Not Having Brain Cancer Isn’t The Same As Being Happy

{Original post by Kelly of Ordinary Art}

In pre-school, my daughter is learning about opposites. Up. Down. Right. Wrong. Full. Empty. Everything neat and tidy. The teacher sends home a note. Practice. Teaching the concept of opposites is a great way for your child to understand his or her world.


My mother has a friend who is wheel chair bound and dying of brain cancer. This sick woman has a 10-year-old daughter. The daughter does not understand why God is robbing her mother of her legs and her life. All she wants is for her mother to rise from that chair and go for a walk. What is the direct opposite of wanting?

Is life the direct opposite of death? We have to be grateful for what we have. My own mother moralizes. Her idea of happiness is not having brain cancer. I’m not sure it takes fully into account the grief of a 10-year old girl.

A former student of mine once wrote a beautiful poem. It went,

We are a matched set, you and I. A fork in the road. A knife in my heart.

She read the poem aloud to the class. She tossed her hair and laughed when someone in the back of the room raised their hand and asked about the spoon. I counted her poet teeth and hoped that someday, someone would come along and fall in love with the religion of her mouth. She was 13 and beautiful. I cannot remember her name. Forgetting is not the same thing as letting go.

I practice with my daughter. Hot. Cold. Big. Small. Love. Hate. Sad. Happy. These words never tell the entire story. Sometimes mothers die and leave their daughters to go for walks alone. Sometimes mothers live but their daughters still feel lonely.

Everything in life is just standing still, waiting to become a poem. I want to be beautiful and toss back my hair. I have a daughter. I want to laugh at the irrelevance of spoons. I know that grieving 10-year old girls exist. I am not their opposite.

Featured by Story Editor Shannon | @MrLady

Since 2006, Kelly has written circles around almost everyone I’ve ever met at Ordinary Art, where her original post can be found.
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9 Comments to “Not Having Brain Cancer Isn’t The Same As Being Happy”

  1. Moving. Powerful. I loved reading this.
    Elizabeth @claritychaos recently posted..revisiting

  2. Kelly says:

    Honored to be here. Thanks.

  3. Mr Lady says:

    And then I died from the agonizing sort of beauty of it all. From @ordinaryart, today on @StoryBleed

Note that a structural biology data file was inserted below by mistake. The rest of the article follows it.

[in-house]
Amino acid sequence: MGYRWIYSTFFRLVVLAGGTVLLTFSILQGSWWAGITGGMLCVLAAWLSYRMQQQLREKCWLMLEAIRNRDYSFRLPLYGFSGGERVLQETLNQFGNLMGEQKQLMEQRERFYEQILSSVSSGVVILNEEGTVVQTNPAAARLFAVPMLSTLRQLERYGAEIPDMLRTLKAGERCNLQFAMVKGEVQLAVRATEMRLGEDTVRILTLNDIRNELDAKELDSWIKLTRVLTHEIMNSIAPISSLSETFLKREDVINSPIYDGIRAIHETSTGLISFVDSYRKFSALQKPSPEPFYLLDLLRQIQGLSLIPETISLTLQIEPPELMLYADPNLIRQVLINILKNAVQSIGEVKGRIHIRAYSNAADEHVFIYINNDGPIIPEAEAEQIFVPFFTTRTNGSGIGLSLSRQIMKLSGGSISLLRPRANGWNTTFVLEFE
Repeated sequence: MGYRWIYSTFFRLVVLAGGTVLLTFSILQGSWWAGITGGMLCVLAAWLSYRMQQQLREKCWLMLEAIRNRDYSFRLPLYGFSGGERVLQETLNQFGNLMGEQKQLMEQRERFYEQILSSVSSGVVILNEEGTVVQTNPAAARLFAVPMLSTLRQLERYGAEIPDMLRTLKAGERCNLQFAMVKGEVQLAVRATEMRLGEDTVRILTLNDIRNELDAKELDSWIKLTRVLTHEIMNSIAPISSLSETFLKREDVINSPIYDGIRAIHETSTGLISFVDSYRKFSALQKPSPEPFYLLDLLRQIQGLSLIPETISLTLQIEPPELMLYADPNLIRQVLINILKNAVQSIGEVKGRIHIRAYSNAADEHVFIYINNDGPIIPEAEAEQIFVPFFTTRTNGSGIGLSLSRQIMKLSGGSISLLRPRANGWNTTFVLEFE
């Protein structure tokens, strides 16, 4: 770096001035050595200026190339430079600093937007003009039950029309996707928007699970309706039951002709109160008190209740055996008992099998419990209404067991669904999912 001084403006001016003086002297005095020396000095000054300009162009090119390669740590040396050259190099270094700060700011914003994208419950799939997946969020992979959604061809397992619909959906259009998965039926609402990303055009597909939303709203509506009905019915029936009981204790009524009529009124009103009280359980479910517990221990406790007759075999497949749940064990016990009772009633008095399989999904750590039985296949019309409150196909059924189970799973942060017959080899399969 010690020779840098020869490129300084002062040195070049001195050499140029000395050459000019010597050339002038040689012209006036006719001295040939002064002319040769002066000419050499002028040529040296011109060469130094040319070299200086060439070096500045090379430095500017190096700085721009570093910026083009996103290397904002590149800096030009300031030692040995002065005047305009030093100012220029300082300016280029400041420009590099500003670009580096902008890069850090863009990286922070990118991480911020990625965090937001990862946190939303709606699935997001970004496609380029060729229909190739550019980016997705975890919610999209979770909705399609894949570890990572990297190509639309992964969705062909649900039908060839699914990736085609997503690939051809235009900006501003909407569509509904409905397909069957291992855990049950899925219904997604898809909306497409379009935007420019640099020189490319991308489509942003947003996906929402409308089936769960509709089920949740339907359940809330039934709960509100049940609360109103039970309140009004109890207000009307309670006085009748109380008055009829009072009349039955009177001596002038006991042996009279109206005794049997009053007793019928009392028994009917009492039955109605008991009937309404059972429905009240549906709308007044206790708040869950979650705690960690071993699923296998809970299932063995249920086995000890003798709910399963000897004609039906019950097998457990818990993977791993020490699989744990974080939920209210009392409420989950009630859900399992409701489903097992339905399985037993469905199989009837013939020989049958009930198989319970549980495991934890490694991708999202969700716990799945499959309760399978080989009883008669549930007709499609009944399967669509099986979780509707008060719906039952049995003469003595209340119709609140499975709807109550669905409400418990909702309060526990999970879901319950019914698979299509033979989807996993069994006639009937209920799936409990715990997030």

4. RT @mrlady And then I died from the agonizing sort of beauty of it all. From @ordinaryart on @StoryBleed

  5. Simone says:

    I sometimesonceinawhileoften wish my mother had died when I was young. I would rather grieve for the loss of what could have been than live with the is….and what has come before. Actually it’s as if she is dead now but a ghost that still haunts me now and then when I see a name in passing on a social media site or hear someone else ask about her. I want to tell them she is dead so I no longer have to hear them ask, so she can finally not be a part of my world, my consciousness. I try to tell people that I am who I am because of who she was and what she did to me, but secretly I know I would have been far more amazing and far less anxious and scared if I had not been systematically abused for so many years. Family is family if you are in a family where that is the case. Why is it good and loving mothers who die? Why do the awful and pain-causing cancers of the world stay around to inflict their need on anyone who will listen? To con an unsuspecting human with a sob story they haven’t heard before. Or maybe, just once, I would like to see the headline, “Child Beating Mother Hit By Bus. Karma Pays Off.” on the morning paper. Just to know someone is dead that should be instead of another kind and loving woman taking her place in the ground.

    I know that what I am writing is not nearly as beautiful or insightful as the original poster, so please don’t think I’m trying to one-up the original post. I was just thinking aloud. Thanks for taking the time to read my feelings.

  6. Evangeline says:

    This was a great piece. I’m the girl without the mother since the age of 12. I never knew that people with mothers got lonely even if their mom’s still existed.

    Simone- I am fortunate enough to say that my mother was “one of the good ones”. Even all these years later, I still wish a bad person could have taken her place. I know someone just like you who wishes their mother gone, pretends it is so. And both of our situations are…just sad.

  7. Not Having Brain Cancer Isn’t The Same As Being Happy | Story Bleed Magazine

  8. Just. Wow.
    Mishelle Lane recently posted..Weekly Winners Our Staycation